A typical lesson in a Western classroom might look something like this: "What's the most common gas in Earth's atmosphere?" the teacher asks. Kids raise their hands.
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Welcome back to Mid-Week Meditations, Lifehacker's weekly dip into the pool of stoic wisdom, and a guide to using its waters to reflect on and improve your life.
Predicting the future is near impossible -- but that doesn‘t stop us all from having a red hot go. Human beings have been predicting the future since the beginning of history and the results range from the hilarious to the downright uncanny.
One thing all future predictions have in common: they‘re rooted in our current understanding of how the world works. It‘s difficult to escape that mindset. We have no idea how technology will evolve, so our ideas are connected to the technology of today.
If you dream of travelling to far flung places to teach English, then becoming qualified is the first step. Globally, CELTA is the highest regarded qualification for teaching English as a foreign language. Because it’s internationally respected, it’s a very intensive course and is a steep learning curve. I’ll admit it was exhausting at times and I became a coffee addict while training for my certificate. I loved it prior to starting the course, but it soon became more than love, it became a necessity.
A couple of years ago, Khan Academy and Pixar teamed up for Pixar in a Box, a series of courses meant to show off how Pixar gets things done. They have expanded their initial offering quite a bit since launch, and now they have added a storytelling section.
The NSW Teachers Federation (NSWTF) has requested a stop work meeting of teachers on Thursday, 8 December. The meeting is scheduled to end before school recess with classes commencing sometime after. As a result, some schools are asking parents to find "alternative arrangements" for children during the morning. Here's what you need to know.
Blurry-eyed and exhausted, I lumbered up to a member of airport security staff. I had just gotten off a flight from Singapore, and after the longest series of flights I have ever taken I had finally arrived at my last destination, Siem Reap. He simply asked “Singapore?” to which I responded with a croaky “yes”. He sent me in a different direction to the sign that said Passport Control and after confusingly looking in both directions three times, I realised he was sending me towards the gate to catch a flight to Singapore. I panicked “No wait, I’ve just come from Singapore!”. He laughed hysterically at the mistake, and in my worn-out state so did I, grateful that the Cambodian stereotype of being incredibly friendly showed itself to be true thus far.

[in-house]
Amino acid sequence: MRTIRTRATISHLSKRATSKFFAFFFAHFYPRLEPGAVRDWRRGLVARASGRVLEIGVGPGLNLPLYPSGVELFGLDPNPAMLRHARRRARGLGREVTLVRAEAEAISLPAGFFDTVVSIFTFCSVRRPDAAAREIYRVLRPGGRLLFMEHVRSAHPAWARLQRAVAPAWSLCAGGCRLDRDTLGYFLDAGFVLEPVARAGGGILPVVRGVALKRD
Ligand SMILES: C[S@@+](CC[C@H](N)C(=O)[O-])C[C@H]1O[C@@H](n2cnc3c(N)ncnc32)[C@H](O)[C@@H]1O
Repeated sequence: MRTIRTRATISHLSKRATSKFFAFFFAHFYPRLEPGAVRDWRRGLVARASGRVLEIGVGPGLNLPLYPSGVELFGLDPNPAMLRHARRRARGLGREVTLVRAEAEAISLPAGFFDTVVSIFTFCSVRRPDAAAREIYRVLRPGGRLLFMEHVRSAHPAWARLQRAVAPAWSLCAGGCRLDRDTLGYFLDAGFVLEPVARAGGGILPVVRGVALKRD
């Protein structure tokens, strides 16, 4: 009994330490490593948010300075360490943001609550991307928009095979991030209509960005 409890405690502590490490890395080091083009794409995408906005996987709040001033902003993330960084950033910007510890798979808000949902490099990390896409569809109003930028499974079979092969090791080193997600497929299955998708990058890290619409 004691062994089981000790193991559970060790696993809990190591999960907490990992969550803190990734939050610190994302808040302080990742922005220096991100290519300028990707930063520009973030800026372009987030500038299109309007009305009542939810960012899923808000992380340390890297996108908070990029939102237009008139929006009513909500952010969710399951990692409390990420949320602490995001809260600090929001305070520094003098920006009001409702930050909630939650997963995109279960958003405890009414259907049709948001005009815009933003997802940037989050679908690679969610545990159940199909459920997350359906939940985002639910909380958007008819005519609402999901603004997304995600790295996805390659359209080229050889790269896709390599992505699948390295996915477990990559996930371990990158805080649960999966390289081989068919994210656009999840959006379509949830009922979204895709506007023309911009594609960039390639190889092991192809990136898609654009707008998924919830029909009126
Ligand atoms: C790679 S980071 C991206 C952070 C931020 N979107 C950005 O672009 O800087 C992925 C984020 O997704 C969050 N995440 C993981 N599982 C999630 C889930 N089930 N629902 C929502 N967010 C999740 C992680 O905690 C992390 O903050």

A common view is that students learn maths best when teachers give clear explanations of mathematical concepts, usually in isolation from other concepts and students are then given opportunities to practise what they have been shown. I've recently undertaken research at primary and junior secondary levels exploring a different approach.
Pick any industry and you'll find that very few people actually do the work themselves. Most cite a secondary source, or look up a summary online to quickly learn what they think they need to know. But this is exactly why doing the boring work more consistently is actually a competitive advantage. You should observe things for yourself.
The shortage of computing experts in Australian schools has serious implications for our future as a player in the knowledge economy. In New South Wales the number of high school students enrolled in dedicated computing courses has declined dramatically and the supply of teachers of computing has all but ceased, while these skills are more in demand than ever.